The hardest bit has been separating myself from him. Spending maternity leave and all summer with Jenson to then nothing, someone else seeing him more and teaching him things when thay was my job. The logistics are perfect for a teacher Mum, but it’s in my heart that I struggle to deal with someone else doing my job as both a Mummy and a teacher. I imagine it will just get harder.  

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Everyday she does something different 

It goes so fast” – the line you hear throughout your parenting life and the line you say over and over constantly.  Whether it be when you’re watching them do something new or cradling them in your arms. It’s so true. There is nothing faster than looking back at the years, months or days of your child. 

Looking at Jenson, I am astounded at how old he is, how clever he is and what he can do. I remember the moment he was born and we cuddled for the first time. I was so mesmerised and completely overwhelmed. I had no idea what to do or how to feel. Then we had weaning, teeth, crawling, walking, running, talking, counting, reading, riding a bike, scooter, eating his own dinner… it’s endless. 

Amazingly, I am surprised each day by Emeline’s accomplishments. Every day she does something new. The beauty of the baby years. They change in a snap shot. Emeline is 7 months but I still look at her and see the tiny, warm, slippery baby that I delivered in the water 7 months and 4 days ago. 

The growth spurts and learning come hand in hand. She has two little teeth and she can say ‘mama’, ‘dada’ and ‘na na na’ as well as other sounds, she is learning to wave and she dances to familiar music, Emeline signs for milk and recognises familiar people. We have also experienced the attachment phase. Crying when she is put down or I leave the room. My ultimate favourite thing she does at the moment is drop things and cry, or cry when things are taken off her or she can’t reach something. The cause and effect stage. It is so frustrating for her and utterly traumatic but it makes me smile, it shows her ever developing little personality which I can’t wait to learn more about.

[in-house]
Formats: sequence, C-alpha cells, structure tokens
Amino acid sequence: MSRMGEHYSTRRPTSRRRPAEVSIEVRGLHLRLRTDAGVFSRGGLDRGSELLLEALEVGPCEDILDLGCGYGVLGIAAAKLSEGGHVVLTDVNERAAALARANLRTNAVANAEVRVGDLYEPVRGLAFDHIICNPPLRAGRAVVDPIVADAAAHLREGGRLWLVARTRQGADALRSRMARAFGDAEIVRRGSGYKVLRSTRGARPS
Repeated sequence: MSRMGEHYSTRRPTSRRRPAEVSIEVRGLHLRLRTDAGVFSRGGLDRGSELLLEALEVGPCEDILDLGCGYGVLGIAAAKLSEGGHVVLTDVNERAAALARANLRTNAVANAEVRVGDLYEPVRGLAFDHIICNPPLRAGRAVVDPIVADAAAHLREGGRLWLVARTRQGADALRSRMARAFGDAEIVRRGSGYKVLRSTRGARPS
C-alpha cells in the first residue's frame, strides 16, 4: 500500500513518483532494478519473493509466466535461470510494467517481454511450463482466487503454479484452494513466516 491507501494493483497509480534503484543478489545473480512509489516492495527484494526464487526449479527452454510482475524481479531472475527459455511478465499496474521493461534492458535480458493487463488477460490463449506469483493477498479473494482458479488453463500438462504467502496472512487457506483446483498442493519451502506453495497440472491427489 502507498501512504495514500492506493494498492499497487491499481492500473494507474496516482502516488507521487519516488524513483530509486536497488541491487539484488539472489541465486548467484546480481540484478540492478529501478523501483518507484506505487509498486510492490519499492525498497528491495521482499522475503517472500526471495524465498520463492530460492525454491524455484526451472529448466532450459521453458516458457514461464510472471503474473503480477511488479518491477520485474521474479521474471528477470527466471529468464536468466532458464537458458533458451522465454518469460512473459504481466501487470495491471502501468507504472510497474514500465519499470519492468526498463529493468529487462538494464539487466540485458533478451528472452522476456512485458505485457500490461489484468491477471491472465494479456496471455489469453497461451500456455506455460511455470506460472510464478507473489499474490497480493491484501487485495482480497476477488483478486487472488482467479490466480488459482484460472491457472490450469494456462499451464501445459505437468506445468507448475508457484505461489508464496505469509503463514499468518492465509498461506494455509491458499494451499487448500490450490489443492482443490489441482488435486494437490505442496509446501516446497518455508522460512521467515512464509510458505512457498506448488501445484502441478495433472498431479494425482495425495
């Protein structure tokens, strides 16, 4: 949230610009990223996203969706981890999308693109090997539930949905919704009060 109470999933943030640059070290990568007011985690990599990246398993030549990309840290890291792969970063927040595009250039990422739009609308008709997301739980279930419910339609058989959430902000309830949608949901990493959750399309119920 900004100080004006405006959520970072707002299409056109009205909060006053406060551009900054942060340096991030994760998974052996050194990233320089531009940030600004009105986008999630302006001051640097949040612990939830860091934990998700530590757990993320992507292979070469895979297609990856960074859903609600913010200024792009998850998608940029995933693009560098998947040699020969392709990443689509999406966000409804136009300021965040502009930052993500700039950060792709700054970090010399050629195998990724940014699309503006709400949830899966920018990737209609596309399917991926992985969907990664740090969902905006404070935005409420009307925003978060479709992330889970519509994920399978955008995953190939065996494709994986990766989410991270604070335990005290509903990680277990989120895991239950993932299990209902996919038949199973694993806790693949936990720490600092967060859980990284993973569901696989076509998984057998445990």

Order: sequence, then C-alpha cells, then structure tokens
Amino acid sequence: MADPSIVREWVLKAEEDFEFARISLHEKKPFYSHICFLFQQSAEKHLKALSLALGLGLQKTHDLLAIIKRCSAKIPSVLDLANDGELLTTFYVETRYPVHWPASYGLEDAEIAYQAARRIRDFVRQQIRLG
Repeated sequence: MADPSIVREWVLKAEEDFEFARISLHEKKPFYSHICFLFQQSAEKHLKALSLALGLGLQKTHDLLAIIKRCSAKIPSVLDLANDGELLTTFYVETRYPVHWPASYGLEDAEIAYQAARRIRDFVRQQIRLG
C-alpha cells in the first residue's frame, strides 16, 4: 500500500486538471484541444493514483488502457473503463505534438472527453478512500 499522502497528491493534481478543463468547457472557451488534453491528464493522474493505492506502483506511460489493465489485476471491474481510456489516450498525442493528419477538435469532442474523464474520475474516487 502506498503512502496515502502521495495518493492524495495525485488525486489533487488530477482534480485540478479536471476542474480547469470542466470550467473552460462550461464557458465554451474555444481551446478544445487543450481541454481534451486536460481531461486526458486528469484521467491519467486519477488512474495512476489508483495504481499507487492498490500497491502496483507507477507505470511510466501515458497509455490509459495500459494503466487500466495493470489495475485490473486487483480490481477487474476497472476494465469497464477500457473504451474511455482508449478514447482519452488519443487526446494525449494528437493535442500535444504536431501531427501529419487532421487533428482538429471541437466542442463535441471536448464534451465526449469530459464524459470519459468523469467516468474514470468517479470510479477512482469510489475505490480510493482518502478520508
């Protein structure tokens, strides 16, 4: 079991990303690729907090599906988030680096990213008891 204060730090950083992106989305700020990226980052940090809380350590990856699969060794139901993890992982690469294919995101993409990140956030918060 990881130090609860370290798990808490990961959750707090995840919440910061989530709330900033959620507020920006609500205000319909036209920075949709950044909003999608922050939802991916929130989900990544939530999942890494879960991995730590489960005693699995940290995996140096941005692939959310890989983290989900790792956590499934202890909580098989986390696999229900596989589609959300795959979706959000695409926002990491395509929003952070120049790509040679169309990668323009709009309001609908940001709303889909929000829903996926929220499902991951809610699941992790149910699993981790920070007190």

There is definitely a difference between the first and second child when it comes to their accomplishments. I remember cherishing every moment Jenson did something, being utterly proud and mega excited for the an extra achievement. This time, I am still so excited but I want Emeline to slow down. The excitement and pride rushes over me and then the sense of disbelief that my 5 minute old baby can dance and clap! It makes me realise how quick it is going. I couldn’t wait for Jenson to have tummy time and get crawling, with Emeline, we avoid tummy time at all costs!! 

I try so hard to treasure every moment. To live for every minute and capture a snapshot and memory together but I also love every stage. I don’t want to wish their lives away but I have high hopes for them and their future. I don’t care what they do as long as they make themselves proud. I will always be proud of them.